Despite cost cuts and record-high global sales, Toyota expects operating profit of 2.3 trillion yen for the year to March 2019 — better than analysts’ estimates but 4.2 percent lower than a year ago due to a firmer yen rate of around 105 to the dollar, versus 111 yen in the previous year.
A firmer yen eats into profits repatriated from abroad and raises the cost of exported vehicles and parts, making Japanese products less competitive overseas and denting margins.
Toyota’s warning comes on the heels of similar projections by other Japanese automakers, such as Honda Motor and Mazda Motor. The only outlier so far is Mitsubishi Motors, which sees a rise in operating profit despite a stronger yen.
Toyota is targeting total group sales of a record 10.5 million vehicles globally in the year to March, versus 10.44 million last year, led by strength in Asia.
It expects sales in Asia to rise 8.2 percent to 1.67 million units, while it sees sales in North America, its biggest market, dropping slightly to 2.8 million units.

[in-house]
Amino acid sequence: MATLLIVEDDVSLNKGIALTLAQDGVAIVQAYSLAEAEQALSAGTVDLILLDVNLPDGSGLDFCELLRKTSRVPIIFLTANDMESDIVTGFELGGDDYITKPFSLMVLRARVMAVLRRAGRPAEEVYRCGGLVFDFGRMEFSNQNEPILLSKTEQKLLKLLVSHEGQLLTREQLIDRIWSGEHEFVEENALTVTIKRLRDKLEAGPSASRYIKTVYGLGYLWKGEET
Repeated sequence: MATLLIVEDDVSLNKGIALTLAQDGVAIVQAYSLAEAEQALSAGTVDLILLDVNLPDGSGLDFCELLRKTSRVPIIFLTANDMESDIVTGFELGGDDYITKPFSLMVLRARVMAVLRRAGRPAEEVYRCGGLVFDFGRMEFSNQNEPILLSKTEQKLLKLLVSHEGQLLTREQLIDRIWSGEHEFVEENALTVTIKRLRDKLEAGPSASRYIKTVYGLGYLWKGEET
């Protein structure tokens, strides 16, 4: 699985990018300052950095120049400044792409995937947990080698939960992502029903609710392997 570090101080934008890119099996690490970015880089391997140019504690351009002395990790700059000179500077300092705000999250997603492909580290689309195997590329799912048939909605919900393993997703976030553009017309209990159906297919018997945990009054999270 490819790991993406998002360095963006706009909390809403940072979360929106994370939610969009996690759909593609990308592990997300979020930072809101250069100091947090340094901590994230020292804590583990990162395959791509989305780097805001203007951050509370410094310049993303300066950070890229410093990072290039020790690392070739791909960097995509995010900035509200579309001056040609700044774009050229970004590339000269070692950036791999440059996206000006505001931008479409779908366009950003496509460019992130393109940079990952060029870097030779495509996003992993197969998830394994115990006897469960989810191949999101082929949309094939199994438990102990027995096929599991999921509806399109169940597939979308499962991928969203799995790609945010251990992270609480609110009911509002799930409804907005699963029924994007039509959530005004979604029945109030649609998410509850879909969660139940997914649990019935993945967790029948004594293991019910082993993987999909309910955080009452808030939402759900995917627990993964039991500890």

In North America, Toyota and its domestic rivals are grappling with intense competition and falling demand for sedans, a mainstay of Japanese automakers in the region, amid an overall slowdown in the world’s second-biggest auto market.
North America remains “challenging”, senior managing officer Masayoshi Shirayanagi said, adding the company planned to keep vehicle discounts, a major cost to the company, at current levels or lower them this year.
Shares in Toyota reversed early losses to close up 3.8 percent on Wednesday, buoyed partly by a company plan to buy back shares worth up to 300 billion yen.